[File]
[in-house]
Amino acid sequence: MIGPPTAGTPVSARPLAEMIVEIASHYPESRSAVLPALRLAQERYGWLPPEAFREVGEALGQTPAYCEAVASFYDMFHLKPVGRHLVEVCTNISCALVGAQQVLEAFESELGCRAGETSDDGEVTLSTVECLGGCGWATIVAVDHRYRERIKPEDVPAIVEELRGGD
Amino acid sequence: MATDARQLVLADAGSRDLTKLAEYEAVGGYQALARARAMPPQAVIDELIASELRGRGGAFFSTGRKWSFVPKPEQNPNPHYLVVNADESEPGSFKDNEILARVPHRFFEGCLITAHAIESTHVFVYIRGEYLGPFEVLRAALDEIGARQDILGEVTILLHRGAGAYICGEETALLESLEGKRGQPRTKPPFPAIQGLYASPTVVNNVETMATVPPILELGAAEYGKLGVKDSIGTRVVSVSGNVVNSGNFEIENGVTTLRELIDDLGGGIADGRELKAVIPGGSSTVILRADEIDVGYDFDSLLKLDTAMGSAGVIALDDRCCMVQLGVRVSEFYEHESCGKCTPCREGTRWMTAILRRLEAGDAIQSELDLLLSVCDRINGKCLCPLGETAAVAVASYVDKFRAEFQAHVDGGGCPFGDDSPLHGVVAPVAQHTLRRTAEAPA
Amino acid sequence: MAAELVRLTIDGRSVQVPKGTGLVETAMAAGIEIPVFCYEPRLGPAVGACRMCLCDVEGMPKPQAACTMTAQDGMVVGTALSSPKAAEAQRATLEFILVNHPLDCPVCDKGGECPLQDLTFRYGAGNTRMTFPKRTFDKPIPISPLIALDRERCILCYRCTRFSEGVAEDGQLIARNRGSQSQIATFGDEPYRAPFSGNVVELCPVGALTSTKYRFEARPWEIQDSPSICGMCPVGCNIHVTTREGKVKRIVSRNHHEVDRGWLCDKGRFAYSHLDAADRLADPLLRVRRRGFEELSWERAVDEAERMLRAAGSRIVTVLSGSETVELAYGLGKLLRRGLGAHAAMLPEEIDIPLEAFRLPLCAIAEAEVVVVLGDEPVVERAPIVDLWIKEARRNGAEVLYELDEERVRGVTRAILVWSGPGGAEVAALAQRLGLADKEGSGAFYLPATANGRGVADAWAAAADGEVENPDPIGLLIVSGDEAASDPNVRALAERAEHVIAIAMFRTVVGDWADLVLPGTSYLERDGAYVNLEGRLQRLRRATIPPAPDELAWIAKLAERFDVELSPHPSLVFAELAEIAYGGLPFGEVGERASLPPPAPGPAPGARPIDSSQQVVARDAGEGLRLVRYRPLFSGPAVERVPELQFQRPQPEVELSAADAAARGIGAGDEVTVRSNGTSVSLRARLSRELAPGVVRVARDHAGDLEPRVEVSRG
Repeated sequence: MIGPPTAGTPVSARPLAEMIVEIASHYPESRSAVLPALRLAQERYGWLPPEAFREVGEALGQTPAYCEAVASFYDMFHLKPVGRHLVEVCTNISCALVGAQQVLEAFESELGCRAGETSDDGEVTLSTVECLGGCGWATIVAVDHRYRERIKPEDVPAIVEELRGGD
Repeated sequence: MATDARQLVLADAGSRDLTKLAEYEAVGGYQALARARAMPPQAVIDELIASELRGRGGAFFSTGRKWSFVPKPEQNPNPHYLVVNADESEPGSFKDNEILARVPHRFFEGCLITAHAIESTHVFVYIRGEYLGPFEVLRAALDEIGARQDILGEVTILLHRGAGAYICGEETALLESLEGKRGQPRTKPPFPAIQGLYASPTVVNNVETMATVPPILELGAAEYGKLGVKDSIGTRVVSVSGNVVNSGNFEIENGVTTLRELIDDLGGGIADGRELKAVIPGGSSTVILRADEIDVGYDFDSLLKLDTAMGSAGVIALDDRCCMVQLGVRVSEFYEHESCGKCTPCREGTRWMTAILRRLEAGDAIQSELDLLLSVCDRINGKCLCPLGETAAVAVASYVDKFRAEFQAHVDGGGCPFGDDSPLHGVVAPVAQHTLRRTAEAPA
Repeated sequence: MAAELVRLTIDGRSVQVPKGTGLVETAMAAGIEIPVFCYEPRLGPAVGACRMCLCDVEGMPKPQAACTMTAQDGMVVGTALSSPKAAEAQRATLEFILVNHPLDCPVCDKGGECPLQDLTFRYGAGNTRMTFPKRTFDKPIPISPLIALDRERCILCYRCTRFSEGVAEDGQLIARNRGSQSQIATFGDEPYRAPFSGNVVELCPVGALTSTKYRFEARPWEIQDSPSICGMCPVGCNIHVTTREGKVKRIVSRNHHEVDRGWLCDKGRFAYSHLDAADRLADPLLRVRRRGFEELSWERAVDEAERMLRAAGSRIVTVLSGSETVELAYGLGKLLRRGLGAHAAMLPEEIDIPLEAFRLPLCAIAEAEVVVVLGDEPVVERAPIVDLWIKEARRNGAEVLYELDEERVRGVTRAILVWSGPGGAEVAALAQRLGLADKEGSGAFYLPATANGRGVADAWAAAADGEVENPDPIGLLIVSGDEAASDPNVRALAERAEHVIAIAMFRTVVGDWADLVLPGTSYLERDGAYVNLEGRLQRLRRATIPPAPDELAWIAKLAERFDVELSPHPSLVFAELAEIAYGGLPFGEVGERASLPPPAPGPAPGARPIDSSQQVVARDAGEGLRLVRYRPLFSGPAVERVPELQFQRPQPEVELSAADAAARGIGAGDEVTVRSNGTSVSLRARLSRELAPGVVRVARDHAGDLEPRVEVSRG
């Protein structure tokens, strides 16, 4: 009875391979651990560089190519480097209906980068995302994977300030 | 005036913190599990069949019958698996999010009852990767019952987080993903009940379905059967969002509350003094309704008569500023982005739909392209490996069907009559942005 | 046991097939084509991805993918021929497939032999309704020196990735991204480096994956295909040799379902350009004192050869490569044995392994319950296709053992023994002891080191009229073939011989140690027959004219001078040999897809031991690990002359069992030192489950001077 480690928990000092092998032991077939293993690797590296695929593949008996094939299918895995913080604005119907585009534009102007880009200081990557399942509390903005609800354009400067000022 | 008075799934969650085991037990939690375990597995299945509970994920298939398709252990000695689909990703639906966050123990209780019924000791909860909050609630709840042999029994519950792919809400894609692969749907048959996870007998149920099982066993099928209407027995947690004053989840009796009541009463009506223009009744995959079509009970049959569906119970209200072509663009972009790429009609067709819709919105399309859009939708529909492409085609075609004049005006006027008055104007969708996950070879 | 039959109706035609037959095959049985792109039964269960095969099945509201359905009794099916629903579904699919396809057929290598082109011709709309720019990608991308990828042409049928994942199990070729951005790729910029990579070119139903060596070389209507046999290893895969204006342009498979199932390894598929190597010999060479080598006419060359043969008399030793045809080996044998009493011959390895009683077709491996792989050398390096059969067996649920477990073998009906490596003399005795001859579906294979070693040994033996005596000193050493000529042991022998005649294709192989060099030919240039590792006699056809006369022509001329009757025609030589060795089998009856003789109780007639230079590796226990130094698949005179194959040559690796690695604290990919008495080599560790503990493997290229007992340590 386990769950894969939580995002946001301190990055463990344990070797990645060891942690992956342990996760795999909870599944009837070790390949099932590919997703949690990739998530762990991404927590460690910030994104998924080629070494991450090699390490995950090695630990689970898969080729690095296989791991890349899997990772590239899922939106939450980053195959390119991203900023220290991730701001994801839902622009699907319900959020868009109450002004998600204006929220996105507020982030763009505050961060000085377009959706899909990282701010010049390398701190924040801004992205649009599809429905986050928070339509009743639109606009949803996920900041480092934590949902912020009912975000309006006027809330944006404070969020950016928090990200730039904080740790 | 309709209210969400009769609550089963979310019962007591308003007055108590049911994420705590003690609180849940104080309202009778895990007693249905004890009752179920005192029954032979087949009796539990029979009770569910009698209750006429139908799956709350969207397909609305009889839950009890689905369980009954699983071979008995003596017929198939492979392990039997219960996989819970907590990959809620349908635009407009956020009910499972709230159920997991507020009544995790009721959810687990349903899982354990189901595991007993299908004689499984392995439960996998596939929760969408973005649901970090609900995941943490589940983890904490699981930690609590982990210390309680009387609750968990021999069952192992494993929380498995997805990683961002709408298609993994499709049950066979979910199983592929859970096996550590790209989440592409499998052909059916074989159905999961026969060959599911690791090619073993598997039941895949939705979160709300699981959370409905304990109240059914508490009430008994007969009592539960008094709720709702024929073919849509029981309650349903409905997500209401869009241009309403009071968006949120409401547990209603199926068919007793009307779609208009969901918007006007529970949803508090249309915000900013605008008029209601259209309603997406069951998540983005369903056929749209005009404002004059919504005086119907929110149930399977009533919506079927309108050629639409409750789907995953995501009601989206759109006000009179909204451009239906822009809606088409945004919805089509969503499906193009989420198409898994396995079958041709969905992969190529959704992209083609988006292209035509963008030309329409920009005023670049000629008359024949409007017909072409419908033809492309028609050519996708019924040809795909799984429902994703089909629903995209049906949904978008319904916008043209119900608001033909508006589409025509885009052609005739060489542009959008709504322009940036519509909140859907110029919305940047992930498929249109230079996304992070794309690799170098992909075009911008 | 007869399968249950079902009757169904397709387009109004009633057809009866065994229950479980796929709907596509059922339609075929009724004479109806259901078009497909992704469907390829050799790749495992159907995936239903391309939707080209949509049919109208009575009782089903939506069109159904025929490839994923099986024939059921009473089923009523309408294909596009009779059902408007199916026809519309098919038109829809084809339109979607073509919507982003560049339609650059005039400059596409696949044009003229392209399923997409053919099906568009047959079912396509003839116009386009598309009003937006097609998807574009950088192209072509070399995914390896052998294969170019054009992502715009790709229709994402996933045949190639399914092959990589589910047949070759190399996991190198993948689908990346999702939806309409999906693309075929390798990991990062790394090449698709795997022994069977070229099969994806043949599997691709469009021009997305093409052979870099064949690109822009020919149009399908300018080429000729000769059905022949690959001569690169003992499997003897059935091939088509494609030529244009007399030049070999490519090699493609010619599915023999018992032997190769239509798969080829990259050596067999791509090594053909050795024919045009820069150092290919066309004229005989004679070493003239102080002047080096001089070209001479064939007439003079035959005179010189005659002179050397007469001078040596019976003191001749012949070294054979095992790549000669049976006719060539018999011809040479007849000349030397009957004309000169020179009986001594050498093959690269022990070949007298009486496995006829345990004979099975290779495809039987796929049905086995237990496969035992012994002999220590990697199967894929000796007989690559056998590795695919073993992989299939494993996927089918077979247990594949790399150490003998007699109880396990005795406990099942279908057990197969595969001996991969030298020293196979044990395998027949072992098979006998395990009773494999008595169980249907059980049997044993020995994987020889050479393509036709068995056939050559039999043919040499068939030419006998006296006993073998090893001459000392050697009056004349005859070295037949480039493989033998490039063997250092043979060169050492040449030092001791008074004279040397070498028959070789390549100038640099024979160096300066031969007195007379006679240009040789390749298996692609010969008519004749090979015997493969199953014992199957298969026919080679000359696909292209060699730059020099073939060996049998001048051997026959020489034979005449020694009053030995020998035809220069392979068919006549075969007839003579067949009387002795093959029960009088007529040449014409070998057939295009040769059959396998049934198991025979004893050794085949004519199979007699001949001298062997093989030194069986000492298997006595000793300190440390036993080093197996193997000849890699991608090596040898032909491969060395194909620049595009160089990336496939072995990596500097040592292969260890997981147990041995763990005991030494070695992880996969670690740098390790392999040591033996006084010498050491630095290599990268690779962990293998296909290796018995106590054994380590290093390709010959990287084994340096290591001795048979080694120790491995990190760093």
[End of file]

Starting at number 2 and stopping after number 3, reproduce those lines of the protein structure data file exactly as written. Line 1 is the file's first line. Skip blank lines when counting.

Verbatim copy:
Amino acid sequence: MIGPPTAGTPVSARPLAEMIVEIASHYPESRSAVLPALRLAQERYGWLPPEAFREVGEALGQTPAYCEAVASFYDMFHLKPVGRHLVEVCTNISCALVGAQQVLEAFESELGCRAGETSDDGEVTLSTVECLGGCGWATIVAVDHRYRERIKPEDVPAIVEELRGGD
Amino acid sequence: MATDARQLVLADAGSRDLTKLAEYEAVGGYQALARARAMPPQAVIDELIASELRGRGGAFFSTGRKWSFVPKPEQNPNPHYLVVNADESEPGSFKDNEILARVPHRFFEGCLITAHAIESTHVFVYIRGEYLGPFEVLRAALDEIGARQDILGEVTILLHRGAGAYICGEETALLESLEGKRGQPRTKPPFPAIQGLYASPTVVNNVETMATVPPILELGAAEYGKLGVKDSIGTRVVSVSGNVVNSGNFEIENGVTTLRELIDDLGGGIADGRELKAVIPGGSSTVILRADEIDVGYDFDSLLKLDTAMGSAGVIALDDRCCMVQLGVRVSEFYEHESCGKCTPCREGTRWMTAILRRLEAGDAIQSELDLLLSVCDRINGKCLCPLGETAAVAVASYVDKFRAEFQAHVDGGGCPFGDDSPLHGVVAPVAQHTLRRTAEAPA